The nursing process is a scientific procedure applied in the nursing profession to ensure patient receive quality care. Also, it uses a systematic, holistic and problem solving approach together with the patient and their family. The nursing process identifies the care to be given and a record that show who prescribed the care. Further, it is intended to guide the team involved directly with the patient and the basis for continuous treatment. The process is divided into phases; assessment, diagnosis, planning, implementing and evaluation phase
First, in the assessment phase the professional nurse collect information about the patient’s health status. The information is obtained through several ways. They include observation, patient interview, physical examination, investigation of the patient’s health and family history. The nurses interact a lot with the patient in this phase. Therefore, this phase provides crucial information that help in the patient care.
Secondly, the nurse in the diagnosing phase makes a decision about the real problem of the patient. In this phase, the patient is sometimes subjected to multiple diagnoses. The diagnoses include the actual description of the condition and assessment of the risks associated with the problem. Also, the results of the diagnosis determine patient’s response for health improvement. In addition, proper diagnosis dictates the course of treatment.
Thirdly, after diagnosis a plan of action is developed. In the planning phase, nurses usually refer to the evidence-based nursing outcomes classification. Further, the nursing interventions classification may also be used as a resource for planning. Moreover, in the implementing phase the nurses follow on the decided plan of action. The actions contained in the plan include monitoring the patient, caring for the patient, and educating the patient for further health management.
Finally, the evaluative phase is used to determine how the goals for patient care have been achieved. The process of evaluation is conducted after all the intervention actions have taken place. Further, the patient’s results include improvement, stabilization of the condition and death. However, if the goals of treatment are not achieved, the process repeats from the assessment phase. Therefore, it is imperative for the nurses to be familiar with the nursing process.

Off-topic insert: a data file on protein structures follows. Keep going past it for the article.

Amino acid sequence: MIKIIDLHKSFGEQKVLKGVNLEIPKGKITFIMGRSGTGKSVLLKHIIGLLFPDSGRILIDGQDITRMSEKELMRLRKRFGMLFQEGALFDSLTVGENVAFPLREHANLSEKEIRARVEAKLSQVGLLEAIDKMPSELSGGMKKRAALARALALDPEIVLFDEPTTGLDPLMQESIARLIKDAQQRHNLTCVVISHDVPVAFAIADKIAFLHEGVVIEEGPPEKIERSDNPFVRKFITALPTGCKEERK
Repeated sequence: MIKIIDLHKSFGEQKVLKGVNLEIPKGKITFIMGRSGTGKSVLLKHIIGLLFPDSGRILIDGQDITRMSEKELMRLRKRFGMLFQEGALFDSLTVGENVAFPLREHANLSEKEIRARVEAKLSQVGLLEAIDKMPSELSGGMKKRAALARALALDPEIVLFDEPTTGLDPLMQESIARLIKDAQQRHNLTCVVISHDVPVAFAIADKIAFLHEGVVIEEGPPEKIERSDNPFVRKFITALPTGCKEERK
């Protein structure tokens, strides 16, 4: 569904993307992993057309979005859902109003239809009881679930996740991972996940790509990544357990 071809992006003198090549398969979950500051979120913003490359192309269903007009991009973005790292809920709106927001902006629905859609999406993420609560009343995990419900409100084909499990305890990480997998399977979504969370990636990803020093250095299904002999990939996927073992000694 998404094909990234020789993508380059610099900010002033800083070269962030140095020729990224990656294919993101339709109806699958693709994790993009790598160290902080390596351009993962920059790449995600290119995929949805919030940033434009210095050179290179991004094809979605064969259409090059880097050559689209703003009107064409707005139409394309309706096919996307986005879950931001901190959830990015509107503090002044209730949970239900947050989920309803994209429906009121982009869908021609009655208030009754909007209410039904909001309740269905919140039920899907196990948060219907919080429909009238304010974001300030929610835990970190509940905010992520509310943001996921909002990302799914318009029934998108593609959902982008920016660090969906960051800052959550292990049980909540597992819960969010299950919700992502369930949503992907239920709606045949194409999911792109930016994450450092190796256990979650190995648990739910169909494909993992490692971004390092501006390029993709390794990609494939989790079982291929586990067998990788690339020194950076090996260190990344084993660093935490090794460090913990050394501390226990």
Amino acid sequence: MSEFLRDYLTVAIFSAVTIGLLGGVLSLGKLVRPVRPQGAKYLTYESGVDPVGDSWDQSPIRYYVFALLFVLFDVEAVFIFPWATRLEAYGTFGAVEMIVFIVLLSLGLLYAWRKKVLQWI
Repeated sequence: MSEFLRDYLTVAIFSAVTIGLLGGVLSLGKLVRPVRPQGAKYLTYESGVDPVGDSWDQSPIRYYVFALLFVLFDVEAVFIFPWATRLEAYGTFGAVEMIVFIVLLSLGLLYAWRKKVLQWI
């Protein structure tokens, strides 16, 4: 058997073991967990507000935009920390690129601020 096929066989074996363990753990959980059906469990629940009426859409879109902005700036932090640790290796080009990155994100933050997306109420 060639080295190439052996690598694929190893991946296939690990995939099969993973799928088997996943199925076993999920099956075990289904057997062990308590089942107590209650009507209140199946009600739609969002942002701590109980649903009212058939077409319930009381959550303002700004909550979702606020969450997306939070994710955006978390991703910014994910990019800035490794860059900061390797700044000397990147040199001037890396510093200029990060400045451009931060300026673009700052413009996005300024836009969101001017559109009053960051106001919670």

Moreover, the accuracy of the diagnoses should be a serious concern of nurses. Accurate diagnosis serves as the basis of choosing the correct nursing intervention that will bring positive patient results. Further, the accuracy of the nurses’ diagnoses is established by comparison between the patient data and diagnostic statement. In addition, the accuracy of the diagnosis should be related to the standardized nursing diagnoses. Therefore, accuracy of the nursing interpretations is reflected in the patient outcome.
In conclusion, there is a need for nurses already in practice to address the accuracy of diagnoses. Also, the introduction of electronic health records produces considerable result on the results and quality of care. At the same time, a variety of thinking abilities is necessary for accurate interpretation especially complex clinical cases. Further, evaluation should be conducted to determine how the goals for patient care have been achieved. Therefore, the patient result depends on the accuracy of diagnoses.
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McClain, G. R., & Buchman, M. (2011). After the diagnosis: How patients react and how to help them cope. Clifton Park, N.Y: Delmar.